Doctors were testing for cholera, typhoid and other illnesses in the Caribbean nation’s deadliest outbreak since a January earthquake that killed as many as 300,000 people.

Catherine Huck, deputy country director for the UN Office for the Coordination of Humanitarian Affairs, said the Caribbean nation’s health ministry had recorded 135 deaths and more than 1,000 infected people.

“What we know is that people have diarrhea, and they are vomiting, and (they) can go quickly if they are not seen in time,” Huck said. She said doctors were still awaiting lab results to pinpoint the disease.

The president of the Haitian Medical Association, Claude Surena, said the cause appeared to be cholera, but added that had not been confirmed by the government.

“The concern is that it could go from one place to another place, and it could affect more people or move from one region to another one,” he said.

Cholera is a waterborne bacterial infection spread through contaminated water. It causes severe diarrhea and vomiting that can lead to dehydration and death within hours. Treatment involves administering a salt and sugar-based rehydration serum.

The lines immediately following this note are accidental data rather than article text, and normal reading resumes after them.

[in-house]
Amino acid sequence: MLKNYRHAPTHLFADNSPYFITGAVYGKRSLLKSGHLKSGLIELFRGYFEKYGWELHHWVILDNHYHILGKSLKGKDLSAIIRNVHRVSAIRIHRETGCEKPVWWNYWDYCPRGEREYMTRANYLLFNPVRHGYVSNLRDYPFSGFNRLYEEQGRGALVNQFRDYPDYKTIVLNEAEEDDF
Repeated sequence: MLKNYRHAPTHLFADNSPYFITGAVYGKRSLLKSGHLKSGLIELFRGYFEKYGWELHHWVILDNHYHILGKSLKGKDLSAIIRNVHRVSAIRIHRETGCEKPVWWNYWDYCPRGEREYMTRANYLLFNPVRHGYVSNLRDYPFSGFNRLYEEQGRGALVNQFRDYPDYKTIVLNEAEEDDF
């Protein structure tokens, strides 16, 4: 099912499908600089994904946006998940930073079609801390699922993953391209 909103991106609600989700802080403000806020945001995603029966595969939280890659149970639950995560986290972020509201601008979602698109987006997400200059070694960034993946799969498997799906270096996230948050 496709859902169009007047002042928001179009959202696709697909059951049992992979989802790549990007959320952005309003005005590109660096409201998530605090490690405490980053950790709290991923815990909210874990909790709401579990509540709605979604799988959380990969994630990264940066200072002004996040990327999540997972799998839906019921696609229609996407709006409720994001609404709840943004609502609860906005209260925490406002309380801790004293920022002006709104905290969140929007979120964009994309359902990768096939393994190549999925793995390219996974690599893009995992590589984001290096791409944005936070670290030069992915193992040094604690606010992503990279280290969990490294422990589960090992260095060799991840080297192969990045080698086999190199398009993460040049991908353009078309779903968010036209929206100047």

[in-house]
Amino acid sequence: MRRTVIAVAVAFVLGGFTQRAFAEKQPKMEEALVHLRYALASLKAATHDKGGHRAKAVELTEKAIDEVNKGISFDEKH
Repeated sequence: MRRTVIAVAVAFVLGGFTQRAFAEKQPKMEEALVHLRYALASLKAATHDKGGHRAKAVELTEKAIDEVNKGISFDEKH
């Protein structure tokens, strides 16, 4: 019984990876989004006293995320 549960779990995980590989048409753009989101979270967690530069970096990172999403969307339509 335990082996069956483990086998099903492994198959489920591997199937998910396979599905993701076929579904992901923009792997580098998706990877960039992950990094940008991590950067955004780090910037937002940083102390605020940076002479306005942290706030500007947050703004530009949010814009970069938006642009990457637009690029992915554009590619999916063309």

The sick come from across the rural Artibonite region, which did not experience significant damage in the January 12 quake but has absorbed thousands of refugees from the devastated capital 45 miles south of St. Marc.

Some patients said they drank water from a public canal, while others said they bought purified water. All complained of symptoms including fever, vomiting and severe diarrhea.

“I ran to the bathroom four times last night vomiting,” said 70-year-old Belismene Jean Baptiste.

Trucks loaded with medical supplies including rehydration salts were to be sent from Port-au-Prince to the hospital, said Jessica DuPlessis, an OCHA spokeswoman. Doctors at the hospital said they also needed more personnel to handle the flood of patients.

Elyneth Tranckil was among dozens of relatives standing outside the hospital gate as new patients arrived near death.

Full Article Here – http://www.guardian.co.uk/world/2010/oct/22/haiti-cholera-outbreak?utm_source=twitterfeed&utm_medium=twitter